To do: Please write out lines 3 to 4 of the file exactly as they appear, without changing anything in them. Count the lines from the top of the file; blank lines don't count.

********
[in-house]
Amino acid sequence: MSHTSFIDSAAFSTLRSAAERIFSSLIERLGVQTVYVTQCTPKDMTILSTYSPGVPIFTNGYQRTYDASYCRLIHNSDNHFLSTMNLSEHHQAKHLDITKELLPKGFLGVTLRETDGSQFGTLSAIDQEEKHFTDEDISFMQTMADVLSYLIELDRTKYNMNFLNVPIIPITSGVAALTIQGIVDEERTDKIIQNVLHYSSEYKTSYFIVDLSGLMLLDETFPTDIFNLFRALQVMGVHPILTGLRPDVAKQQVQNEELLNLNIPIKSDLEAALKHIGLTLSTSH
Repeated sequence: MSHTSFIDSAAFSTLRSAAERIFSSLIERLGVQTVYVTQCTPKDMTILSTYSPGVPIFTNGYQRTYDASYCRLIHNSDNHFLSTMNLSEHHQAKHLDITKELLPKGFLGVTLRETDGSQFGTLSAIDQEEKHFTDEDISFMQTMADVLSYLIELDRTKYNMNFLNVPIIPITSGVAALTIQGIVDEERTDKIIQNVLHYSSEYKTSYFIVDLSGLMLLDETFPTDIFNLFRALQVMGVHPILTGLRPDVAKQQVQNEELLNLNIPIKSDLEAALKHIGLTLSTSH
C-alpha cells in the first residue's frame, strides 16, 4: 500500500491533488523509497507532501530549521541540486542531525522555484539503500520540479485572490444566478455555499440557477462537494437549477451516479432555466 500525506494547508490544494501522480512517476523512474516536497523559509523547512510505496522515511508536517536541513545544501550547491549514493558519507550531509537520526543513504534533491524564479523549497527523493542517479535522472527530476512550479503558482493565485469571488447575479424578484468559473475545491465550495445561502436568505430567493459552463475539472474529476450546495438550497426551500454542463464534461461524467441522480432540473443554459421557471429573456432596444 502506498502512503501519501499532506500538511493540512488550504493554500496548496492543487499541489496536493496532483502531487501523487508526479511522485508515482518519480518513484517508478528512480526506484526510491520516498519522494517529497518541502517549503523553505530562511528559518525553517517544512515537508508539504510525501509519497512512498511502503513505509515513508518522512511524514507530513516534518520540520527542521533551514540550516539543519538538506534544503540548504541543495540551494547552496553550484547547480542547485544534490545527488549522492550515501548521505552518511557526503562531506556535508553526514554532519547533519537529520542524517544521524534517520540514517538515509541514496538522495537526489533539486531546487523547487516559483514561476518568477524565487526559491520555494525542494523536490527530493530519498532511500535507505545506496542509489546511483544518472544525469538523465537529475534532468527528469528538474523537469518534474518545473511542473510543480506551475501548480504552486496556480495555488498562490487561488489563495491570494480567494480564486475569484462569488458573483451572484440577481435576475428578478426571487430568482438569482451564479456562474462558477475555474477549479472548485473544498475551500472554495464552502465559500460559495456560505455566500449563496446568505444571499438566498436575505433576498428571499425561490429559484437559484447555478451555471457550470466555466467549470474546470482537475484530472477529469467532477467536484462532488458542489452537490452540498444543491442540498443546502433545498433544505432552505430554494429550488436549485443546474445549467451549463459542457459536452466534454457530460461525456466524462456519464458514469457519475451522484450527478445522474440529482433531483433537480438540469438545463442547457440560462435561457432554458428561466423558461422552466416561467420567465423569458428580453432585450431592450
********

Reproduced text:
Repeated sequence: MSHTSFIDSAAFSTLRSAAERIFSSLIERLGVQTVYVTQCTPKDMTILSTYSPGVPIFTNGYQRTYDASYCRLIHNSDNHFLSTMNLSEHHQAKHLDITKELLPKGFLGVTLRETDGSQFGTLSAIDQEEKHFTDEDISFMQTMADVLSYLIELDRTKYNMNFLNVPIIPITSGVAALTIQGIVDEERTDKIIQNVLHYSSEYKTSYFIVDLSGLMLLDETFPTDIFNLFRALQVMGVHPILTGLRPDVAKQQVQNEELLNLNIPIKSDLEAALKHIGLTLSTSH
C-alpha cells in the first residue's frame, strides 16, 4: 500500500491533488523509497507532501530549521541540486542531525522555484539503500520540479485572490444566478455555499440557477462537494437549477451516479432555466 500525506494547508490544494501522480512517476523512474516536497523559509523547512510505496522515511508536517536541513545544501550547491549514493558519507550531509537520526543513504534533491524564479523549497527523493542517479535522472527530476512550479503558482493565485469571488447575479424578484468559473475545491465550495445561502436568505430567493459552463475539472474529476450546495438550497426551500454542463464534461461524467441522480432540473443554459421557471429573456432596444 502506498502512503501519501499532506500538511493540512488550504493554500496548496492543487499541489496536493496532483502531487501523487508526479511522485508515482518519480518513484517508478528512480526506484526510491520516498519522494517529497518541502517549503523553505530562511528559518525553517517544512515537508508539504510525501509519497512512498511502503513505509515513508518522512511524514507530513516534518520540520527542521533551514540550516539543519538538506534544503540548504541543495540551494547552496553550484547547480542547485544534490545527488549522492550515501548521505552518511557526503562531506556535508553526514554532519547533519537529520542524517544521524534517520540514517538515509541514496538522495537526489533539486531546487523547487516559483514561476518568477524565487526559491520555494525542494523536490527530493530519498532511500535507505545506496542509489546511483544518472544525469538523465537529475534532468527528469528538474523537469518534474518545473511542473510543480506551475501548480504552486496556480495555488498562490487561488489563495491570494480567494480564486475569484462569488458573483451572484440577481435576475428578478426571487430568482438569482451564479456562474462558477475555474477549479472548485473544498475551500472554495464552502465559500460559495456560505455566500449563496446568505444571499438566498436575505433576498428571499425561490429559484437559484447555478451555471457550470466555466467549470474546470482537475484530472477529469467532477467536484462532488458542489452537490452540498444543491442540498443546502433545498433544505432552505430554494429550488436549485443546474445549467451549463459542457459536452466534454457530460461525456466524462456519464458514469457519475451522484450527478445522474440529482433531483433537480438540469438545463442547457440560462435561457432554458428561466423558461422552466416561467420567465423569458428580453432585450431592450